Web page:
Erikson v. State of Oklahoma et al

Filing 28

ORDER granting 8 Motion to Dismiss; granting 10 Motion to Dismiss, as more fully set out. Signed by Honorable David L. Russell on 1/4/17. (jw)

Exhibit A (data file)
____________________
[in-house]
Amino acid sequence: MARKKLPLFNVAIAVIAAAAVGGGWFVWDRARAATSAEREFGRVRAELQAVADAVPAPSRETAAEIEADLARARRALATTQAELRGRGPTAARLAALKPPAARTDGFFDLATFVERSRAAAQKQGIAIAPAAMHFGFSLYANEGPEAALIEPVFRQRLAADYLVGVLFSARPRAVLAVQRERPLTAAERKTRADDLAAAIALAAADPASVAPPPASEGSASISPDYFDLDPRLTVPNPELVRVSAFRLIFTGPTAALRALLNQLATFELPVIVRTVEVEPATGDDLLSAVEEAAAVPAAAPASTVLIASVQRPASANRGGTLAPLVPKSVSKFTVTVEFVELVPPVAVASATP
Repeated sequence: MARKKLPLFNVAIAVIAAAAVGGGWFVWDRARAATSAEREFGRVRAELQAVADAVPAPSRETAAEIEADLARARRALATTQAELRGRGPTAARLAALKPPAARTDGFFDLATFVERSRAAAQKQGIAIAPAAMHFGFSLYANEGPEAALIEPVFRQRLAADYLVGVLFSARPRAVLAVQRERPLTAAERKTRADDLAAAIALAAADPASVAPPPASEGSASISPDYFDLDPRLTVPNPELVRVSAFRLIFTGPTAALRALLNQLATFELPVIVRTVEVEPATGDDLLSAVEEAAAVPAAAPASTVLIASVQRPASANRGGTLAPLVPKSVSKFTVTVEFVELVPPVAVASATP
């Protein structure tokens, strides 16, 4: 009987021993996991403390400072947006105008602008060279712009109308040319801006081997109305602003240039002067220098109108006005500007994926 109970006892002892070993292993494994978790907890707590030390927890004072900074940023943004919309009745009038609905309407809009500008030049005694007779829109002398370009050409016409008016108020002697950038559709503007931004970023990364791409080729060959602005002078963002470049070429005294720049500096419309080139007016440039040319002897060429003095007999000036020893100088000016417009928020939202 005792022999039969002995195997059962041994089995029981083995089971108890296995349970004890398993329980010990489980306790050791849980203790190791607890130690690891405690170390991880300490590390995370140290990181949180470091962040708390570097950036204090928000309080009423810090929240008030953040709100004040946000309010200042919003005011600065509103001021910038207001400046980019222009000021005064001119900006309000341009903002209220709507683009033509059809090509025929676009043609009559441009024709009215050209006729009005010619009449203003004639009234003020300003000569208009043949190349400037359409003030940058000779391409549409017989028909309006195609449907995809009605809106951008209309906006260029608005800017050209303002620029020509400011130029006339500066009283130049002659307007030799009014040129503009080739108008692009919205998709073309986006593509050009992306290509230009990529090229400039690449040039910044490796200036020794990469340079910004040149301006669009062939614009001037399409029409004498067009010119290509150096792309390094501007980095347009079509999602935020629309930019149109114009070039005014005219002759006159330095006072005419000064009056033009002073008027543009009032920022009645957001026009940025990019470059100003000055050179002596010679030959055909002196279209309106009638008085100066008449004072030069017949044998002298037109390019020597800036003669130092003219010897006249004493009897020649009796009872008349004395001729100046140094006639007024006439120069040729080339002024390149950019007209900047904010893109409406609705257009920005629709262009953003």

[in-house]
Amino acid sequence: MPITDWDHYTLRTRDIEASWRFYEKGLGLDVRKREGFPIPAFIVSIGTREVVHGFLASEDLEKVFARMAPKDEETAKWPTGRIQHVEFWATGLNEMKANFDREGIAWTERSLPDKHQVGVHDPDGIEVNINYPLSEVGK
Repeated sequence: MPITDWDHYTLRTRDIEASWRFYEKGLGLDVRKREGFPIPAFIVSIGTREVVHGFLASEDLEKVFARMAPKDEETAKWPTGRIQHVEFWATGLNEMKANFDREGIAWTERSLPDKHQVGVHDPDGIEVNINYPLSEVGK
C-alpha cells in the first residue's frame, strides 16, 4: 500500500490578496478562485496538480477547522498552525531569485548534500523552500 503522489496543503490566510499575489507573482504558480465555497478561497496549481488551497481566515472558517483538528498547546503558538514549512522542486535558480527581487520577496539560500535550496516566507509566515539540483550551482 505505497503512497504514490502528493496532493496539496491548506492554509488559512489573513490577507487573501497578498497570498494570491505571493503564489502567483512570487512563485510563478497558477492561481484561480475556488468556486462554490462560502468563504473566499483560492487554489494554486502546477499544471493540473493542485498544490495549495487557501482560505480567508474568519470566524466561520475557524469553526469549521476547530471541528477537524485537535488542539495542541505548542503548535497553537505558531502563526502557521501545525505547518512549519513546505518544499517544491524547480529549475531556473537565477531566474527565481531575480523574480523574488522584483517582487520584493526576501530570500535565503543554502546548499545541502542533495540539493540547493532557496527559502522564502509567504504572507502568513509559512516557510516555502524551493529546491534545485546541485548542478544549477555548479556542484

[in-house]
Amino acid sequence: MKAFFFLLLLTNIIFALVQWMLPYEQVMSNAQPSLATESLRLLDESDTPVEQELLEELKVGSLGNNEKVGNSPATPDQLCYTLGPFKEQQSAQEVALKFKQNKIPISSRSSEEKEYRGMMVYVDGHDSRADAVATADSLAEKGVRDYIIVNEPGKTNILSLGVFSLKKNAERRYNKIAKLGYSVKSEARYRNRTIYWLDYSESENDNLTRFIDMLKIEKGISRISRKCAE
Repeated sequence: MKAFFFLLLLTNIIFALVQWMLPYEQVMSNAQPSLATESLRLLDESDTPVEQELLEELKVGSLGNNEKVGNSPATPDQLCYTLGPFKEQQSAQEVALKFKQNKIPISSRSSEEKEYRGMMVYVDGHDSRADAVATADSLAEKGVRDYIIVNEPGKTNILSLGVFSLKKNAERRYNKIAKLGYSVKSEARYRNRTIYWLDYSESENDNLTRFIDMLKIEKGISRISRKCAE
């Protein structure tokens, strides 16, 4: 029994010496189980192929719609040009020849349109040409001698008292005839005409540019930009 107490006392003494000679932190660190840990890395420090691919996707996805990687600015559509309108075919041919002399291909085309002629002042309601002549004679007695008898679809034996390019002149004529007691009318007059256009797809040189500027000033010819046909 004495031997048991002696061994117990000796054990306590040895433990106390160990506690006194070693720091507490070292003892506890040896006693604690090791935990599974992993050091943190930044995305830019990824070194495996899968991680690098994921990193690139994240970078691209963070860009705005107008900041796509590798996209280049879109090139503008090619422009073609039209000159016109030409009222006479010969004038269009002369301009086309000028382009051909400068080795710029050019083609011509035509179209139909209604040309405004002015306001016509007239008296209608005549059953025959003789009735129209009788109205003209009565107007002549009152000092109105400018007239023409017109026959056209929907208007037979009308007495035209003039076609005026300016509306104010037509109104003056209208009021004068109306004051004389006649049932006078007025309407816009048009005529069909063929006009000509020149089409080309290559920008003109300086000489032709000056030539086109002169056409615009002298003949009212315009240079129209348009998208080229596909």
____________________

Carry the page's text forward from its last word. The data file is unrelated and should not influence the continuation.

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IN THE UNITED STATES DISTRICT COURT FOR THE WESTERN DISTRICT OF OKLAHOMA MICHAEL ED ERIKSON Plaintiff, v. STATE OF OKLAHOMA, and WOODS COUNTY, OKLAHOMA, Defendants. ) ) ) ) ) ) ) ) ) ) Case No. CIV-16-657-R ORDER Before the Court are Defendants’ Motions to Dismiss (Docs. 8 & 10). For the following reasons, the Court GRANTS both motions. Background Plaintiff, appearing pro se, brings several tort-related claims and allegations of constitutional violations against Defendants. Plaintiff seeks relief under the Oklahoma Governmental Tort Claims Act (GTCA) and 42 U.S.C. § 1983. The Court is obligated to liberally construe Plaintiff’s allegations in light of his pro se status. This is not the first time Plaintiff has brought action against Defendants. Plaintiff filed a nearly identical case against Defendants in 2013 in this Court.1 The Court dismissed the State from that suit on Eleventh Amendment grounds. (CIV-13-858-R, Doc. 26). The case was eventually resolved when the Court granted Plaintiff’s Motion to Dismiss without Prejudice. (CIV-13-858-R, Doc. 31). The Court granted that motion on the condition that                                                              1 Erikson v. State of Oklahoma, Woods County, CIV-13-858-R. 1   costs should be assessed against Plaintiff should he subsequently decide to renew this action. Now, Plaintiff has done just that. His facts and allegations are set out in detail in the Court’s previous order. (CIV-13-858-R, Doc. 31). His claims against the State of Oklahoma and Woods County include tort claims for defamation, intentional infliction of emotional distress, fraud, deceit, and § 1983 claims for false arrest, illegal search and seizure, false imprisonment, and violations of due process. In fact, this is simply a re-filing of Plaintiff’s earlier lawsuit, with the only difference being Plaintiff has added claims for violation of his civil rights by means of conspiracy, conspiracy to obstruct justice, and obstruction of justice. Defendants have moved to dismiss for failure to state a claim under Fed. R. Civ. P. 12(b)(6). Standard of Review “Under Federal Rule of Civil Procedure 8(a)(2), a pleading must contain a ‘short and plain statement of the claim showing that the pleader is entitled to relief.’” Ashcroft v. Iqbal, 556 U.S. 662, 677–78 (2009). A complaint must contain “sufficient factual matter, [which if] accepted as true . . . state[s] a claim to relief that is plausible on its face.” Id. at 678 (quoting Bell Atlantic Corp. v Twombly, 550 U.S. 544, 570 (2007)). In considering a motion to dismiss for failure to state a claim, a plaintiff’s well-pled factual allegations must be viewed in the light most favorable to the plaintiff. Beedle v. Wilson, 422 F.3d 1059, 1063 (10th Cir. 2005). That said, “[l]egal conclusions masquerading as factual conclusions will not suffice to prevent a motion to dismiss.” Anspach v. Philadelphia Dep’t of Pub. Health, 503 F.3d 256, 260 (3d Cir. 2007). 2   Analysis 1. Claims against the State of Oklahoma This Court previously dismissed the State from Plaintiff’s first lawsuit on the basis of the Eleventh Amendment and sovereign immunity. The Court again dismisses the State for the same reasons as fully set out in the Court’s previous Order. (CIV-13-858, Doc. 26). 2. Claims against Woods County Dismissal of Plaintiff’s claims against Woods County is also proper. As to his § 1983 claims, Plaintiff has failed to state a claim against Woods County that is plausible on its face. Plaintiff generally alleges that the Woods County Sheriff’s Office or its officers violated his federal civil rights. But his Complaint is devoid of any facts (1) linking these alleged constitutional violations to the policies or customs of Woods County or (2) showing that the constitutional violations were somehow the result of the actions of an officer with final policy making authority acting in his official capacity—either of which is required by law in order to hold a governmental entity liable under § 1983. Monell v. New York City Dep’t of So. Servs., 436 U.S. 658, 694–695 (1978); Jett v. Dallas Independent School Dist., 491 U.S. 701, 737 (1989). Instead, Plaintiff alleges that a cadre of Woods County employees deprived him of his constitutional rights. He could of course assert § 1983 claims against these employees in their individual capacity, but he has chosen not to. The Court therefore dismisses his claims against Woods County for federal civil rights violations. Plaintiff’s remaining tort claims against Woods County also fail as a matter of law due to his inability to bring those claims under the Oklahoma Government Tort Claims Act 3   (“GTCA”). Though the GTCA waives sovereign immunity in some instances, it does not do so for the actions of state employees taken outside the scope of employment. Okla. Stat. Ann. tit. 51, § 153(A) explains that “[t]he state or a political subdivision shall not be liable under the provisions of [the GTCA] for any act or omission of an employee acting outside the scope of the employee’s employment.” The Oklahoma Supreme Court has defined “scope of employment” to specifically exclude actions taken in bad faith: when “the tort cause of action sued upon requires proof of an element that necessary excludes good faith conduct on the part of governmental employees, there can be no liability against the governmental entity in a GTCA-based suit.” Fehring v. State Ins. Fund, 19 P.3d 276, 283 (Okla. 2001), overruled on other grounds by Gowens v. Barstow, 364 P.3d 664 (Okla. 2015); see also Nail v. City of Henryetta, 911 P.2d 914, 917 (Okla. 1996) (explaining that the GTCA waives governmental immunity and extends liability to torts for “which a private person would be liable, unless they are committed outside of the course and scope of one’s employment or unless they are committed in bad faith or in a malicious manner”). Because each of Plaintiff’s tort claims either requires or is pled with some allegation of bad faith, each fails as a matter of law. His claim for intentional infliction of emotional distress necessarily excludes good faith conduct on the part of a political subdivision or its employees. See McMullen v. City of Del City, 920 P.2d 528, 531 (Okla. Civ. App. 1996) (defining the intentional infliction of emotional distress as an intentional tort committed “by extreme and outrageous conduct which . . . causes severe emotional distress to another”). His claims for false arrest, illegal search, false imprisonment, deceit, conspiracy, and obstruction of justice are dismissed for the same reason: they have all been expressly 4   identified by Plaintiff has having been committed with malicious premeditation or in bad faith. As for his defamation claim, that too must be dismissed because if any alleged misrepresentation was intentional, misrepresentation would have been done in bad faith; and if it was unintentional, then it is specifically exempt under § 155(17).2 White v. City of Del City, 270 P.3d 205, 214 (Okla. Civ. App. 2011) (“We agree [that a political subdivision] cannot be liable for either an intentional or unintentional representation made by an employee.”). And finally, his claim for fraud is foreclosed by § 152(12), which explains that “scope of employment . . . shall not include corruption or fraud.” For these reasons, Defendants’ Motions to Dismiss are GRANTED. Defendants should make an appropriate application for costs pursuant to the Court’s earlier Order. (Doc. 31). IT IS SO ORDERED this 4th day of January 2017.                                                              2 “The state or a political subdivision shall not be liable if a loss or claim results from . . . misrepresentation, if unintentional.” Okla. Stat. Ann. tit. 51, § 155(17). 5